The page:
With Filtration Technology, CONSOL Reuses Water in Mine
GE is installing a new water treatment system in one of the nation’s largest underground coal mines that will significantly lower freshwater demand due to water reuse.
The new system, claimed as the first to be used in a North American mine, will be installed at CONSOL Energy’s Buchanan No. 1 coal mine in Oakwood, Va.
The water system, consisting of advanced filtration membranes and thermal water treatment technology, allows about 99 percent of the mine water to be reused at the company’s preparation plant facility.
Part of an overall infrastructure upgrade expected to be completed by the fourth quarter of 2010, GE’s zero liquid discharge (ZLD) system can treat up to 1,600 gallons of water per minute using a combination of ultra-filtration, reverse osmosis, brine evaporation and salt crystallization technologies.
In the process, dissolved minerals in the mine water, mostly salt, will be left behind in a crystalline form.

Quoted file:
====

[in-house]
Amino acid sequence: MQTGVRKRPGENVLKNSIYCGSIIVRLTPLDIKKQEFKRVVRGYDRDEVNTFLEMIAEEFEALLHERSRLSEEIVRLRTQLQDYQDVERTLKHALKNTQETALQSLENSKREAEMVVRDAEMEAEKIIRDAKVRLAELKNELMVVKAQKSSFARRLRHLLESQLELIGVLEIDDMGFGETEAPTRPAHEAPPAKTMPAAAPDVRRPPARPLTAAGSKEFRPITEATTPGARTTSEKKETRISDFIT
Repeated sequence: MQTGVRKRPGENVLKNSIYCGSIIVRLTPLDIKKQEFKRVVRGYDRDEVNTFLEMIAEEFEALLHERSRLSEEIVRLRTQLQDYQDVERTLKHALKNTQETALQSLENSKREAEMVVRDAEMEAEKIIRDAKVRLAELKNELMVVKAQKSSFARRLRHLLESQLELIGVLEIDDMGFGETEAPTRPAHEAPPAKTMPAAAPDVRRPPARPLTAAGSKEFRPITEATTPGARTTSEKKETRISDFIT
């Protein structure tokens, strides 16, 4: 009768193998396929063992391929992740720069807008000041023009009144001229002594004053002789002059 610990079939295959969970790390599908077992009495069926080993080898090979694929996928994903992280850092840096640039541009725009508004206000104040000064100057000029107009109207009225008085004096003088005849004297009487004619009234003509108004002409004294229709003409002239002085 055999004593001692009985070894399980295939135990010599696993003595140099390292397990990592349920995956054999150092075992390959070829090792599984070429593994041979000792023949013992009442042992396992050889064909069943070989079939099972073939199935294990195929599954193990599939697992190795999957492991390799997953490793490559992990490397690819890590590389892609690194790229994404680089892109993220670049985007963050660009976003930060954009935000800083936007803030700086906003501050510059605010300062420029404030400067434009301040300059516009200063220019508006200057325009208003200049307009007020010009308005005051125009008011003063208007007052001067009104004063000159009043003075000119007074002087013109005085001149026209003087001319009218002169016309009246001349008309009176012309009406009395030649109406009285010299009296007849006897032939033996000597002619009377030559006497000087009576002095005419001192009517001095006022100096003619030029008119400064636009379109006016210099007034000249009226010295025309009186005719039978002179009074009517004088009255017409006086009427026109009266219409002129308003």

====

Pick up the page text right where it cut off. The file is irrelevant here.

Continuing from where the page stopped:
Other companies like HBC Systems are also looking at the issue of wastewater in the energy industry. HBC developed an environmentally-friendly water reclamation process that uses osmosis technology to recycle wastewater used daily in the oil and gas drilling process.
Energy Manager News
- LEED v4 is Ready to Take Center Stage
- Honeywell Upgrading Energy, Water Systems at The University of Mount Olive
- Three Boston Area Organizations Jointly Buying Solar Energy
- Insider ‘Outs’ Misleading Strategy Behind Florida’s Solar Amendment 1
- Mississippi Watchdog: Kemper Syngas Operations Could Raise Costs by 288%
- Waste-to-Energy Shows Growth in New Jersey, Maine and Florida
- Zen Ecosystems Introduces Zen HQ
- Flywheel Platform Introduced by GE